WOBURN - Confident the new policy would not result in a legal challenge, the School Committee late last week ordered the district’s workforce to get a full COVID-19 vaccination or otherwise submit to regular testing for the SARS-Cov-2 virus that causes the infection.

After emerging from an approximate 15-minute long executive session convened to debate the potential collective bargaining repercussions of the medical mandate, the School Committee voted unanimously on Thursday night to enact the vaccination or testing policy.

“The School Committee had an opportunity to discuss the legal ramifications in executive session,” said School Committee Chair Ellen Crowley about the closed door discussions.

“Just note the administration indicated their were no ramifications with the unions. It’s been reviewed by legal counsel,” later stated Dr. John Wells in comments made just after he and his colleagues agreed to enact the proposal.

Mayor Scott Galvin recently forwarded the proposed standard to the School Committee after he enacted a similar policy for all city personnel who are in regular contact with the general public.

The new employment policy reportedly went into effect for municipal workers on Monday, but it’s unclear if teachers and other school workers face the same deadline.

Earlier this month, news spread about the new workforce protocols for city personnel, who will be required to submit proof of being fully vaccinated against the COVID-19 contagion or otherwise submit to regular testing.

The mayor has indicated that those who decline to take the vaccination will have to be tested at least once a week to ensure they have not contracted the viral illness.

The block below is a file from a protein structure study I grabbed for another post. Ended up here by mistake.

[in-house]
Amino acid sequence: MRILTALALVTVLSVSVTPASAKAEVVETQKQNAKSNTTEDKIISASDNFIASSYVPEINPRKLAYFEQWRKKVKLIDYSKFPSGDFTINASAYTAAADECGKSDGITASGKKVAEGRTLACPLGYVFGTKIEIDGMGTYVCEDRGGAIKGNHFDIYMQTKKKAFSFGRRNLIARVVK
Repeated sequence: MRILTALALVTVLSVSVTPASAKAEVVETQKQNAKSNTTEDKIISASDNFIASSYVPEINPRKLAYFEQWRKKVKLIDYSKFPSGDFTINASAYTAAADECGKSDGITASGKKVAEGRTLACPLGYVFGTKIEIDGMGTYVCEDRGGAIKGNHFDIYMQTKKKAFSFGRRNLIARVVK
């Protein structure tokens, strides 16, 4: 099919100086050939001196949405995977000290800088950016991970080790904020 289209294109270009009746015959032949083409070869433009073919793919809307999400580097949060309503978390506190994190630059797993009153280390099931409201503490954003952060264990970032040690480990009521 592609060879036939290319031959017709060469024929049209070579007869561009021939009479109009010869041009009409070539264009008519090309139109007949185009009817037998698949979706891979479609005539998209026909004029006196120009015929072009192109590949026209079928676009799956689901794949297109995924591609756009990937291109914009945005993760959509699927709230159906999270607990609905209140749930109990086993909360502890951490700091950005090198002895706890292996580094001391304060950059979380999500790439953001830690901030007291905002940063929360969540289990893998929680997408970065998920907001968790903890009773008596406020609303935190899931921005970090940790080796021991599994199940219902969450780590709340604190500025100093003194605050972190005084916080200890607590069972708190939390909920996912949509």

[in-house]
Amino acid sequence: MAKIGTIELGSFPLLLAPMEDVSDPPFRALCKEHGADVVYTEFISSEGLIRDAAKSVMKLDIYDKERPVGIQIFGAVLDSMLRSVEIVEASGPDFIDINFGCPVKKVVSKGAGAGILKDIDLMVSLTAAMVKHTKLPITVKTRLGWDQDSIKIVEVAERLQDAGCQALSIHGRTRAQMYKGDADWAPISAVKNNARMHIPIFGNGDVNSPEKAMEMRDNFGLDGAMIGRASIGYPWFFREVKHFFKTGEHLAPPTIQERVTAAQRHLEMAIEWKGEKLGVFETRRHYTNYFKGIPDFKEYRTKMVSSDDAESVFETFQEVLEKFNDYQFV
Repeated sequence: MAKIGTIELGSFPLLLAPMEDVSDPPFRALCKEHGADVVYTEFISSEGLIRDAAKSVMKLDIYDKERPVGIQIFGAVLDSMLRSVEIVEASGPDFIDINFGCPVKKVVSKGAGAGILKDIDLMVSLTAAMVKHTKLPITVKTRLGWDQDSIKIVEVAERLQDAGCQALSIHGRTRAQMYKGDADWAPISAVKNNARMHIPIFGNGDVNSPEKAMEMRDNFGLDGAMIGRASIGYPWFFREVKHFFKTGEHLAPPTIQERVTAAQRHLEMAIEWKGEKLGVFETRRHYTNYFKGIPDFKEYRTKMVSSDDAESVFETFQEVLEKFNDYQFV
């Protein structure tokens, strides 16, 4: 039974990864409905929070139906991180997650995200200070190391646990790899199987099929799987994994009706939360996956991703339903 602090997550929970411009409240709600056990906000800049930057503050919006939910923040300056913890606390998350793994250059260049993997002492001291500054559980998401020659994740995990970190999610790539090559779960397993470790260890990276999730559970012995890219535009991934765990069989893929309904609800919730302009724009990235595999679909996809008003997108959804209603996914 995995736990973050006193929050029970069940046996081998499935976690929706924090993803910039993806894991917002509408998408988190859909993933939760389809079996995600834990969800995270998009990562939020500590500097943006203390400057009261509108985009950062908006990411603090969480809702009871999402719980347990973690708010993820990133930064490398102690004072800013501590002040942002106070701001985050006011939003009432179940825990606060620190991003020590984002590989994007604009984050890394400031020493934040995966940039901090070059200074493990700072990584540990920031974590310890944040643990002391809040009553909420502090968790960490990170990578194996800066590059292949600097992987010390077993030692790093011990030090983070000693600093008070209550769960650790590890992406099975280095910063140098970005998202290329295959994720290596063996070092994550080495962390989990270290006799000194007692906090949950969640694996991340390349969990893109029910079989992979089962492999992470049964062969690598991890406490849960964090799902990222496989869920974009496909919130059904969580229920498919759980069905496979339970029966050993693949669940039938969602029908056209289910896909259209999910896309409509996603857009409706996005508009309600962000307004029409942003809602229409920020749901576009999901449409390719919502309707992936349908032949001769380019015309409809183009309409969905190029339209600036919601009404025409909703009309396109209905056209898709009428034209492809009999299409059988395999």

Before agreeing to discuss the matter further in executive session last Thursday night, Wells questioned whether the district or the mayor had the legal authority to unilaterally enact the vaccination or testing mandate without the approval of Woburn’s various collective bargaining units.

“It’s not clear to me what legal authority we’re relying upon in doing this. Do this require union negotiations?” asked the School Committee veteran.

Superintendent Dr. Matthew Crowley responded to those questions by confirming that the mayor had spoken with leaders from the Woburn Teachers Association (WTA), which is the municipality’s largest employee union.

Crowley added that he too had spoken with the WTA’s officers, but he couldn’t say whether legal counsel had rendered an opinion that confirmed the mayor and School Committee’s authority to adopt the policy without first amending collective bargaining agreements.

“This was drafted by the City of Woburn and not us,” explained the superintendent. “Presumably, the city solicitor was engaged in the process. I’m not sure how to answer your question, but I’m suggesting [the mayor] does somehow have the legal authority to do this.”

“I just don’t want to get into a situation where we institute a policy and then we’re brought before a judge [who rules] we’re violating negotiation rights,” Wells responded. “What I’d like to do is see some type of written document that indicates the unions will go along with this.”

Tabling the matter for further discussion, the School Committee subsequently went into executive session at the tail-end of their meeting on Thursday night to consider the collective bargaining implications of the policy.

During those talks, the elected officials reportedly received assurances that the vaccination or testing order would survive a legal test.

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